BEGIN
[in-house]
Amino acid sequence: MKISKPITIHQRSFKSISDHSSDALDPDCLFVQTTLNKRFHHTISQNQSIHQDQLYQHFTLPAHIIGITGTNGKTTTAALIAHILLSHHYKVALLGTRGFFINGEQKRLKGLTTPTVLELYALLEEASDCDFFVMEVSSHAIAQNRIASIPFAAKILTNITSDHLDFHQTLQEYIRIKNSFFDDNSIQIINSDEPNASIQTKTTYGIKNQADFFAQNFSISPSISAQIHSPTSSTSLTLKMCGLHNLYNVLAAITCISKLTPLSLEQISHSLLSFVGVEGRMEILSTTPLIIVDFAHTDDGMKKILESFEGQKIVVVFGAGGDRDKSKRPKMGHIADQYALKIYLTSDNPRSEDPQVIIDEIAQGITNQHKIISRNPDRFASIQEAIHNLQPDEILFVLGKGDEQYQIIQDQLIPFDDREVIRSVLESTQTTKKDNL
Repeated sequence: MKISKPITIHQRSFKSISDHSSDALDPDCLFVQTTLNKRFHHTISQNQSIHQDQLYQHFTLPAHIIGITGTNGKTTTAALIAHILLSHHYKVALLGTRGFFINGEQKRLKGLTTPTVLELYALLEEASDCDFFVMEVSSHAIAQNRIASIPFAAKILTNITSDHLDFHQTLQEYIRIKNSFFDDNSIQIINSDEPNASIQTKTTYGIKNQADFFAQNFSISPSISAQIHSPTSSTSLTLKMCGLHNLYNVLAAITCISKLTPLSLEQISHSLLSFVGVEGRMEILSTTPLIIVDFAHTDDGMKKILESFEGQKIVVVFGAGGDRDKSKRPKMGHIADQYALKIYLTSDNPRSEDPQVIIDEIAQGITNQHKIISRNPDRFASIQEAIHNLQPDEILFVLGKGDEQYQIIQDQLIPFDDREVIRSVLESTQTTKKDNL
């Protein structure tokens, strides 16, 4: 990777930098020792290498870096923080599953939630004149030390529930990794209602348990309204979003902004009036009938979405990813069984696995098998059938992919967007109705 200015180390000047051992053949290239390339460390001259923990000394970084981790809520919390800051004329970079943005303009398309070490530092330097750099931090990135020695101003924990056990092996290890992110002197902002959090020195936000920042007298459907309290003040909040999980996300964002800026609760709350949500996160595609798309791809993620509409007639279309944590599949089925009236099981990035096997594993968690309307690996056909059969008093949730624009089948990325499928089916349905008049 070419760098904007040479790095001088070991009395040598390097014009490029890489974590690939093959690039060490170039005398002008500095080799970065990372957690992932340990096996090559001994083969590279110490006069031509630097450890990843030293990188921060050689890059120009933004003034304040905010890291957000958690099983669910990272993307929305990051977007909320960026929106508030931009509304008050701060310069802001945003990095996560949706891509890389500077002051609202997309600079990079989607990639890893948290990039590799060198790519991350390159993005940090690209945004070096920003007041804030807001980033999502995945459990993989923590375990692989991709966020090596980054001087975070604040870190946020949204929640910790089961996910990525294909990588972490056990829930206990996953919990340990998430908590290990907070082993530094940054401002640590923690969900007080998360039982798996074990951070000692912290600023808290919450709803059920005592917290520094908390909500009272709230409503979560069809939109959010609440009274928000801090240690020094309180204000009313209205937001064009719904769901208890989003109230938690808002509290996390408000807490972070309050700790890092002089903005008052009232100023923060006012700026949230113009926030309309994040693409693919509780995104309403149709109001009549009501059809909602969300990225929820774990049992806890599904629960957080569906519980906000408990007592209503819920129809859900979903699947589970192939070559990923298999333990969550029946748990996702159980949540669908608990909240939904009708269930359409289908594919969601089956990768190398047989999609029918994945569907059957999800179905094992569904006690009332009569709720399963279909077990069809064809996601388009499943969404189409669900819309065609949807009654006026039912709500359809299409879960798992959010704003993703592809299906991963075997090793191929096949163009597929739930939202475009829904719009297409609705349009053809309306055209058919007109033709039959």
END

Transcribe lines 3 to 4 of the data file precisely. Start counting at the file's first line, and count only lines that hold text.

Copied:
Repeated sequence: MKISKPITIHQRSFKSISDHSSDALDPDCLFVQTTLNKRFHHTISQNQSIHQDQLYQHFTLPAHIIGITGTNGKTTTAALIAHILLSHHYKVALLGTRGFFINGEQKRLKGLTTPTVLELYALLEEASDCDFFVMEVSSHAIAQNRIASIPFAAKILTNITSDHLDFHQTLQEYIRIKNSFFDDNSIQIINSDEPNASIQTKTTYGIKNQADFFAQNFSISPSISAQIHSPTSSTSLTLKMCGLHNLYNVLAAITCISKLTPLSLEQISHSLLSFVGVEGRMEILSTTPLIIVDFAHTDDGMKKILESFEGQKIVVVFGAGGDRDKSKRPKMGHIADQYALKIYLTSDNPRSEDPQVIIDEIAQGITNQHKIISRNPDRFASIQEAIHNLQPDEILFVLGKGDEQYQIIQDQLIPFDDREVIRSVLESTQTTKKDNL
């Protein structure tokens, strides 16, 4: 990777930098020792290498870096923080599953939630004149030390529930990794209602348990309204979003902004009036009938979405990813069984696995098998059938992919967007109705 200015180390000047051992053949290239390339460390001259923990000394970084981790809520919390800051004329970079943005303009398309070490530092330097750099931090990135020695101003924990056990092996290890992110002197902002959090020195936000920042007298459907309290003040909040999980996300964002800026609760709350949500996160595609798309791809993620509409007639279309944590599949089925009236099981990035096997594993968690309307690996056909059969008093949730624009089948990325499928089916349905008049 070419760098904007040479790095001088070991009395040598390097014009490029890489974590690939093959690039060490170039005398002008500095080799970065990372957690992932340990096996090559001994083969590279110490006069031509630097450890990843030293990188921060050689890059120009933004003034304040905010890291957000958690099983669910990272993307929305990051977007909320960026929106508030931009509304008050701060310069802001945003990095996560949706891509890389500077002051609202997309600079990079989607990639890893948290990039590799060198790519991350390159993005940090690209945004070096920003007041804030807001980033999502995945459990993989923590375990692989991709966020090596980054001087975070604040870190946020949204929640910790089961996910990525294909990588972490056990829930206990996953919990340990998430908590290990907070082993530094940054401002640590923690969900007080998360039982798996074990951070000692912290600023808290919450709803059920005592917290520094908390909500009272709230409503979560069809939109959010609440009274928000801090240690020094309180204000009313209205937001064009719904769901208890989003109230938690808002509290996390408000807490972070309050700790890092002089903005008052009232100023923060006012700026949230113009926030309309994040693409693919509780995104309403149709109001009549009501059809909602969300990225929820774990049992806890599904629960957080569906519980906000408990007592209503819920129809859900979903699947589970192939070559990923298999333990969550029946748990996702159980949540669908608990909240939904009708269930359409289908594919969601089956990768190398047989999609029918994945569907059957999800179905094992569904006690009332009569709720399963279909077990069809064809996601388009499943969404189409669900819309065609949807009654006026039912709500359809299409879960798992959010704003993703592809299906991963075997090793191929096949163009597929739930939202475009829904719009297409609705349009053809309306055209058919007109033709039959």